In 1985, when the ordination of the first woman rabbi by the Conservative movement coincided with the Bat Mitzvah of Fredi Cooper's eldest daughter, the Wyndmoor resident believed it was a sign.
One of her daughters was going to become a rabbi.
In fact, it was Cooper who, at age 46 -- following a career in educational psychology -- entered the Reconstructionist Rabbinical College in Wyncote.
Now, 11 years after her ordination, the 63-year-old has assumed the presidency of the Reconstructionist Rabbinical Association. Cooper said she thinks she may be the oldest rabbi to hold the post since the organization was created in 1974, but stressed that the movement and its leadership has long included clergy members who began their careers in another field.
"It's amazing to me that, at age 63, I'm starting this new thing," said Cooper, who teaches practical rabbinics at RRC.
Cooper's election to the post comes at a time of change in Reconstructionist Judaism -- really in all the non-Orthodox denominations.
The Reconstructionist College and the Jewish Reconstructionist Federation -- which is made up of congregations from around the country -- have just agreed to merge into one in the hopes of better serving their communities.
The RRA is deeply involved in the RRC/JRF merger process, but will remain a separate organization, in part because its focus is different, said Cooper.
Rather than directly serving the broader public, it concentrates on being a rabbinical resource for spiritual and professional development, she said.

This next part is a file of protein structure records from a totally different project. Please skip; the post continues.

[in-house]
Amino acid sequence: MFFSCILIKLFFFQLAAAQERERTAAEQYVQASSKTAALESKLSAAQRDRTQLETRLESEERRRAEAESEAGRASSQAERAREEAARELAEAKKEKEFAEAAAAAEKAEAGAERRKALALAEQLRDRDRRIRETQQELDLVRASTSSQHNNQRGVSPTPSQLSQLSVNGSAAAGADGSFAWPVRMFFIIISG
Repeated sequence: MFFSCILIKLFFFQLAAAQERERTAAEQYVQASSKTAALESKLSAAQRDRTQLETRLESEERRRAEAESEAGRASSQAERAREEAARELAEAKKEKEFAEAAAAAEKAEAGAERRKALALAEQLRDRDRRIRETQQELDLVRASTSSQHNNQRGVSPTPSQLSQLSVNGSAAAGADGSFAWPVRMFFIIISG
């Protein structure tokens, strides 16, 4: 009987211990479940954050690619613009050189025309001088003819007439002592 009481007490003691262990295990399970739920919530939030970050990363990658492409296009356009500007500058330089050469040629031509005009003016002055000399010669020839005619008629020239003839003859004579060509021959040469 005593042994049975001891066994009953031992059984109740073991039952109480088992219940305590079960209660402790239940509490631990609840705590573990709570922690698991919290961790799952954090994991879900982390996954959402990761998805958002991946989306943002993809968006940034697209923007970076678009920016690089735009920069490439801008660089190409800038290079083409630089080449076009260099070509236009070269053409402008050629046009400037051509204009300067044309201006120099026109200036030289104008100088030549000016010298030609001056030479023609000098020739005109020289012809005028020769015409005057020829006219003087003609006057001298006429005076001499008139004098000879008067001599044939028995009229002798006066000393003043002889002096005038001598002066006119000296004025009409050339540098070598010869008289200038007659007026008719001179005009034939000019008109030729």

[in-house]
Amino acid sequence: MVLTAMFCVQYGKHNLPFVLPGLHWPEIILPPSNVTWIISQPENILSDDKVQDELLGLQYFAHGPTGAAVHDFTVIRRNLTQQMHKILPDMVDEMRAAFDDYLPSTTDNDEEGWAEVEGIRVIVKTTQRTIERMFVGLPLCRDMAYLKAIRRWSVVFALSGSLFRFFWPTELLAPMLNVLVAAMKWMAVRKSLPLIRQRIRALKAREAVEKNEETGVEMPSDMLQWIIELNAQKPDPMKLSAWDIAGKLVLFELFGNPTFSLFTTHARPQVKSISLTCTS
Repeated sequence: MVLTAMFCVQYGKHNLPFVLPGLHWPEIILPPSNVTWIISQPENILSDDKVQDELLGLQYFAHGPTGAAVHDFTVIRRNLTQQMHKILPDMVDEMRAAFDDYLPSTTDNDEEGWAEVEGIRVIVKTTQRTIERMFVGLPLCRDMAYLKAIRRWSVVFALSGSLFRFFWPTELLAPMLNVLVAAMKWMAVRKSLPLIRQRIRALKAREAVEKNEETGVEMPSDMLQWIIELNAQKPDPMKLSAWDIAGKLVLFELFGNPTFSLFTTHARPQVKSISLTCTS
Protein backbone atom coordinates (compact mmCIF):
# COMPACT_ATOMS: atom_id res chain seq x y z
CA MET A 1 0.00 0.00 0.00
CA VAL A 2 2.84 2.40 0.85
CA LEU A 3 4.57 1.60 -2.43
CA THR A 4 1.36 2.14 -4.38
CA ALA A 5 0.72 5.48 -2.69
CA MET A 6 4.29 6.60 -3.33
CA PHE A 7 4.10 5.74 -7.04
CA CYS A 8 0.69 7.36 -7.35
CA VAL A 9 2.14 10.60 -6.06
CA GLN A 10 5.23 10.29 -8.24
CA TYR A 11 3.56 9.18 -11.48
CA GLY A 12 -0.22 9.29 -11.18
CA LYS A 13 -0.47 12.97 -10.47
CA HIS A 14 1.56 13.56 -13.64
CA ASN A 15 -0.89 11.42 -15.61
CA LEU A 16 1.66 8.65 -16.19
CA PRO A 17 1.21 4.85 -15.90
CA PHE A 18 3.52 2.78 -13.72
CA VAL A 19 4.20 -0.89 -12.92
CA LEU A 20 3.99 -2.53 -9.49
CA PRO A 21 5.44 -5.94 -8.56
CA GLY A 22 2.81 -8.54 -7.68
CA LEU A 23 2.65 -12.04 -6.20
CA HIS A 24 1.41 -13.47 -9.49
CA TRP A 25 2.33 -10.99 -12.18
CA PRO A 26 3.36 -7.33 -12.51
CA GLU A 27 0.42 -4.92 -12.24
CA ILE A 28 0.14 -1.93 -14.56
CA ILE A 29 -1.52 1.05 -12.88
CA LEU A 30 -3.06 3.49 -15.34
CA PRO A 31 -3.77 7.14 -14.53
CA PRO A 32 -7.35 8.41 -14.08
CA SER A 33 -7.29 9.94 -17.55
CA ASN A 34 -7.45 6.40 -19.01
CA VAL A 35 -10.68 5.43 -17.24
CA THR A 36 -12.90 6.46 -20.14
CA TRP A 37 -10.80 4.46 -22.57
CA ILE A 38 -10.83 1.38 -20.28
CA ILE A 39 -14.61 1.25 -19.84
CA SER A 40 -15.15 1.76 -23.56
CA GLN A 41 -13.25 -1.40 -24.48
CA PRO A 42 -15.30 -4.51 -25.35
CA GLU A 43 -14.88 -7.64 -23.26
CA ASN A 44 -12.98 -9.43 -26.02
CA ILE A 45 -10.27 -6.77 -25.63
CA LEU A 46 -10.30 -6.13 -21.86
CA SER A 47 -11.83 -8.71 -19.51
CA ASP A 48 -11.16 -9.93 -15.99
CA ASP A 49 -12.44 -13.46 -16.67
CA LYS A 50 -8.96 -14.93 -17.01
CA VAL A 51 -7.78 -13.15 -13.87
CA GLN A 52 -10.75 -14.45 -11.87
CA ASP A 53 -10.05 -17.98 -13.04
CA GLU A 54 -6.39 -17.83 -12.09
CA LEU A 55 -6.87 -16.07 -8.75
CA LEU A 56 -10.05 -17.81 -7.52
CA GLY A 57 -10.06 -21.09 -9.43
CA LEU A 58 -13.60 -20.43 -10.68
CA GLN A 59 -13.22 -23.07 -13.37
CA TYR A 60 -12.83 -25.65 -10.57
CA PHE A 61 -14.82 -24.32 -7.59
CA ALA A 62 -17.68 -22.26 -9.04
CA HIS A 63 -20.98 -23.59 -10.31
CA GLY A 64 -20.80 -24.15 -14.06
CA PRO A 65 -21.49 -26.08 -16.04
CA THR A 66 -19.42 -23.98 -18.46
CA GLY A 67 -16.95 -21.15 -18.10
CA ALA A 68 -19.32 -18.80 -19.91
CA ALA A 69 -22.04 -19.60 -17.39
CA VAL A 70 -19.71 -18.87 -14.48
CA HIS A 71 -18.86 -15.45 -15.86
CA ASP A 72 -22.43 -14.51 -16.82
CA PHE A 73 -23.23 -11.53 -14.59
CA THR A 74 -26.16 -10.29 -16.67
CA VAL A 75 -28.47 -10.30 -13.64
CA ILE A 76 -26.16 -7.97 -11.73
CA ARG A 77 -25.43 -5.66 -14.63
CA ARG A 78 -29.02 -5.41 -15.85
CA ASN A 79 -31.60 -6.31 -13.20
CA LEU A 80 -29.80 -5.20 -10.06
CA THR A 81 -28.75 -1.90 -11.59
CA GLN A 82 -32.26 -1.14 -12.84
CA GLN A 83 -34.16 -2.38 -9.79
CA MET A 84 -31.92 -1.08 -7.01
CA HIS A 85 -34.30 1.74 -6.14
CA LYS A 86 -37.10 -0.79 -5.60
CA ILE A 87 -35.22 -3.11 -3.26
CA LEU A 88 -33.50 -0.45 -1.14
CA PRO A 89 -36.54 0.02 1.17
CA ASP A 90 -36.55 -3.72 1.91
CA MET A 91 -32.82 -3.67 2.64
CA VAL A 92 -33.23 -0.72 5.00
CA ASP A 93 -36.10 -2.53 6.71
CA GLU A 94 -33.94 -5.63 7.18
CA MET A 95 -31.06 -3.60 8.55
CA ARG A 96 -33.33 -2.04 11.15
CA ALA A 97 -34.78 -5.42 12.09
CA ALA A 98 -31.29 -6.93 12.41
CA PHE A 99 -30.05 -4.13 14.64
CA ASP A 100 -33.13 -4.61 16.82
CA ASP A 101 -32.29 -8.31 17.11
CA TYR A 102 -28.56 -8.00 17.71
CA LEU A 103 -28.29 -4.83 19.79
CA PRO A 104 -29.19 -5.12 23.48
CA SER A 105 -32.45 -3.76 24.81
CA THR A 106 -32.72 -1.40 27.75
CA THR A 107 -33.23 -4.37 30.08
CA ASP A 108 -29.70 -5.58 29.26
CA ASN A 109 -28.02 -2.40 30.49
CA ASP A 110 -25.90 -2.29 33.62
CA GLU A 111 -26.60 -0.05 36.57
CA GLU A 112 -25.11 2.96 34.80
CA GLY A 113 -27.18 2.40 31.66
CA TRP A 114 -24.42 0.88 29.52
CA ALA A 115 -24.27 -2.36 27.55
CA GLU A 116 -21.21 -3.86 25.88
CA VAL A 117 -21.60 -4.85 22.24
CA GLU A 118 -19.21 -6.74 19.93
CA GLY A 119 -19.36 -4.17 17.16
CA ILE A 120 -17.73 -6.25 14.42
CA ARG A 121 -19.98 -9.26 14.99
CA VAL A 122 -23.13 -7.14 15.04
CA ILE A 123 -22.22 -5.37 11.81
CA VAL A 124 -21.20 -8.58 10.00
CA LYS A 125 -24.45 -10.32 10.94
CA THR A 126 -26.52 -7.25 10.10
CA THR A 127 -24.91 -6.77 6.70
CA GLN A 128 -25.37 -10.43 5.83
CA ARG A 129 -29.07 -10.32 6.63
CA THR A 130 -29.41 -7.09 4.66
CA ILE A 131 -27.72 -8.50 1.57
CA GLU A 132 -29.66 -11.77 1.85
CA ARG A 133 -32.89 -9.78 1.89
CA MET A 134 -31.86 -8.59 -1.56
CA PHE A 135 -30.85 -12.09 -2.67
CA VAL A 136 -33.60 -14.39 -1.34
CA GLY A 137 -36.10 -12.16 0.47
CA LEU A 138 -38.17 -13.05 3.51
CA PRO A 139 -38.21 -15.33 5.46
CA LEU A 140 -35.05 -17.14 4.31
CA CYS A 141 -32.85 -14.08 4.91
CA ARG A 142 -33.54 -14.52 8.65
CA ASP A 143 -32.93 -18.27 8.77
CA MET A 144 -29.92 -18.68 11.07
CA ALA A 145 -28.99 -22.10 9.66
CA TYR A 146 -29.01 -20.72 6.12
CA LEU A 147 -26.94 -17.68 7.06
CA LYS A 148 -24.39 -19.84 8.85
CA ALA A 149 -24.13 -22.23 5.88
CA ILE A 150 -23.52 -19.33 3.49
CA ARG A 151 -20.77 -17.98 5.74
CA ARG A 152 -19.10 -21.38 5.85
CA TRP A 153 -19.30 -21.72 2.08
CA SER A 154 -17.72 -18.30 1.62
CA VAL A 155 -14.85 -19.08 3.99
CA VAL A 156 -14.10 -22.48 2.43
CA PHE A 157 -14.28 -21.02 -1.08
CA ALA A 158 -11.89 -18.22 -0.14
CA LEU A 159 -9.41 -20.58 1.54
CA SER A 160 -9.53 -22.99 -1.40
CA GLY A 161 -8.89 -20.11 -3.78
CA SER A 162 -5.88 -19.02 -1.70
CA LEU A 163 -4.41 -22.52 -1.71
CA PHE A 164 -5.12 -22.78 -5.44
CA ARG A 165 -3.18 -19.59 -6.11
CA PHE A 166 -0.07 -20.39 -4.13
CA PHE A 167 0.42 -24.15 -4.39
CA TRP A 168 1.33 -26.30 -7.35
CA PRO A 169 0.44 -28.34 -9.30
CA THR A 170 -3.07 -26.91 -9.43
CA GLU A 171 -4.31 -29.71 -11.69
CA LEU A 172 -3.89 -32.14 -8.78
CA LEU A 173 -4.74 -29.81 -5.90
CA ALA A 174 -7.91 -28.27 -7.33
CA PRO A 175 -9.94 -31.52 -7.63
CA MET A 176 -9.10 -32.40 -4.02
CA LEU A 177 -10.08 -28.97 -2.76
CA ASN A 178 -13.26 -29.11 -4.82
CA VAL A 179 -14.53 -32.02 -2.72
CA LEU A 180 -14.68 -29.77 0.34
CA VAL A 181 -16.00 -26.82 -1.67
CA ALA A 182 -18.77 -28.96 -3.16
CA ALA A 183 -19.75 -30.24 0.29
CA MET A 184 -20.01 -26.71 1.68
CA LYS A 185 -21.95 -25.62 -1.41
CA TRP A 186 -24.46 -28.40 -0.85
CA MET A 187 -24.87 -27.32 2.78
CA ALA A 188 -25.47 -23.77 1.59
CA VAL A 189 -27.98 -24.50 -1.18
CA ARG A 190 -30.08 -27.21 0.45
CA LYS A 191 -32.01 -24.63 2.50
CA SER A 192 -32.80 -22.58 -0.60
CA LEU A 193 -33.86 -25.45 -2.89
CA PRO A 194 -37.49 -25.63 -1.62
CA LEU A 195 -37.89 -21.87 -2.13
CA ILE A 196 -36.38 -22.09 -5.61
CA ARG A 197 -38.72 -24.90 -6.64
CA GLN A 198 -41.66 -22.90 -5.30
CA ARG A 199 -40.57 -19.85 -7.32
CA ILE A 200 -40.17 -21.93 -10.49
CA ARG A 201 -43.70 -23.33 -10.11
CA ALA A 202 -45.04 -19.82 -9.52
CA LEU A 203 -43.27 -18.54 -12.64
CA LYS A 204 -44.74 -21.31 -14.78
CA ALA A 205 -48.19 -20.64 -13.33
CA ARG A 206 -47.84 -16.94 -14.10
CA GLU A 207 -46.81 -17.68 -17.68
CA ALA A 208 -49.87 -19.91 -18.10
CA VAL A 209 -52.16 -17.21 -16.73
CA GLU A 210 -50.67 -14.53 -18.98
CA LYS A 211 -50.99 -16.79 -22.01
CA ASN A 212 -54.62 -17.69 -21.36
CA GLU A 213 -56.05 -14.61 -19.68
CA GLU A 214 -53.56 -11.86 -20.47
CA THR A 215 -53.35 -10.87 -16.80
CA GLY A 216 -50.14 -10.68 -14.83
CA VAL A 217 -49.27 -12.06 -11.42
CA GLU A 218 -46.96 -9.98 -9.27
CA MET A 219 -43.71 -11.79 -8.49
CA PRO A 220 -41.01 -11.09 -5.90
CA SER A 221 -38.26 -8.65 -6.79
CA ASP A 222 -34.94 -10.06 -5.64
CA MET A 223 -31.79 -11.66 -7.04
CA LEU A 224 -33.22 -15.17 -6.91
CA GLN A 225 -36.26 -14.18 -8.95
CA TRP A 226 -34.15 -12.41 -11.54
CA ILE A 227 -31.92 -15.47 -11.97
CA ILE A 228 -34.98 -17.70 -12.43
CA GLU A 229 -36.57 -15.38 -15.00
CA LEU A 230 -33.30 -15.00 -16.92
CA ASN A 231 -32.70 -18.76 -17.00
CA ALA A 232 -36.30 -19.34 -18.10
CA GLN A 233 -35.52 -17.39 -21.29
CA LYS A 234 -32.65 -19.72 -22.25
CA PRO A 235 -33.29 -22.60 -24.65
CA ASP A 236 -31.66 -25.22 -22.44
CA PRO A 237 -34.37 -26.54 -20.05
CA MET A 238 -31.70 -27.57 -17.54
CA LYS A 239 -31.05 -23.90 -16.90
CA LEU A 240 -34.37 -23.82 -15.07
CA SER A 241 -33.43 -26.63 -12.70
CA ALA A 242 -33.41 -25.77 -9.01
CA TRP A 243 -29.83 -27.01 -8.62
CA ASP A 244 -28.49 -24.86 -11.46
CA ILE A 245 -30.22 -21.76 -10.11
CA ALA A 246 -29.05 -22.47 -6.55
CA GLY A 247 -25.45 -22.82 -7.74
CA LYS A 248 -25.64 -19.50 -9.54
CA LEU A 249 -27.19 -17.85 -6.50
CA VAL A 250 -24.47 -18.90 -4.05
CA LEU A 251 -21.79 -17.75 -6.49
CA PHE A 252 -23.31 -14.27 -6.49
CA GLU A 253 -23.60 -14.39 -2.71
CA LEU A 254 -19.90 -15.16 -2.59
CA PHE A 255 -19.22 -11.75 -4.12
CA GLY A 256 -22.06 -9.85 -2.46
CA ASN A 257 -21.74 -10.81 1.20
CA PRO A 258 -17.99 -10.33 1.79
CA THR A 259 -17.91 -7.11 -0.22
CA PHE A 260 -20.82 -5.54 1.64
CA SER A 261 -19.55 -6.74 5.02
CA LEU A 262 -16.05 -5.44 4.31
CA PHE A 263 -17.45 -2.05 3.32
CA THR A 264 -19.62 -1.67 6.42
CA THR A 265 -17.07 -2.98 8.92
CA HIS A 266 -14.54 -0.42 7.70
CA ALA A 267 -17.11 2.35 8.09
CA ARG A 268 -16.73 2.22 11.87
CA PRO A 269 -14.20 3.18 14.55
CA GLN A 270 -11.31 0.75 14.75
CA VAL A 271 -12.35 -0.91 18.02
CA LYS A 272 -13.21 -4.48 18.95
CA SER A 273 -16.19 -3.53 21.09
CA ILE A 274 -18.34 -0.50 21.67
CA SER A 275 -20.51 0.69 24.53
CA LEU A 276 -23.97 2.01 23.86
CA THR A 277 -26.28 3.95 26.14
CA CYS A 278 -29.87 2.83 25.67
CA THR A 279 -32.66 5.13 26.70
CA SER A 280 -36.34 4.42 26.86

During a recent interview, Cooper seemed far more eager to discuss her own personal story than get into the nitty-gritty of what she plans to do during her two-year term, asserting that she's still getting her feet wet in the volunteer position.
She credited her decision to apply to rabbinical school to the encouragement of her children, as well as Rabbi Seymour Rosenbloom of Congregation Adath Jeshurun in Melrose Park, where she was a regular Torah reader. (As it turns out, neither daughter entered the rabbinate.)
Though she spent years with the Conservative movement, she said that her thinking eventually grew more in line with the more liberal Reconstructionists.
Cooper also pointed out that she considers cooking a major part of her rabbinate and Jewish identity. She offers cooking classes at Germantown Jewish Centre, where she is a member, and recently started baking challahs for the synagogue's Kesher Committee, which delivers food packages to families that are either in mourning or celebrating a birth.
She has also played a key role in the Jewish Family and Children's Service Para-Chaplaincy Program, in which volunteers deliver challah to the hospitalized.
When it comes to her new post, Cooper said her emphasis is going to be about improving communication. Hoping to find out what rabbis are looking for in the RRA, Cooper said that members of the board are currently contacting every rabbi within the organization to solicit thoughts and ideas.
Broadly speaking, she said that she'll be working to implement the strategic plan adopted by the organization just a little more than two years ago. Highlights include a call for the association to better serve nonpulpit rabbis, offer more expansive career counseling and devote greater attention to rabbis who are near the end of their careers or already retired.
Said Cooper: "Retirement is a time of life where you might want to redefine who you are."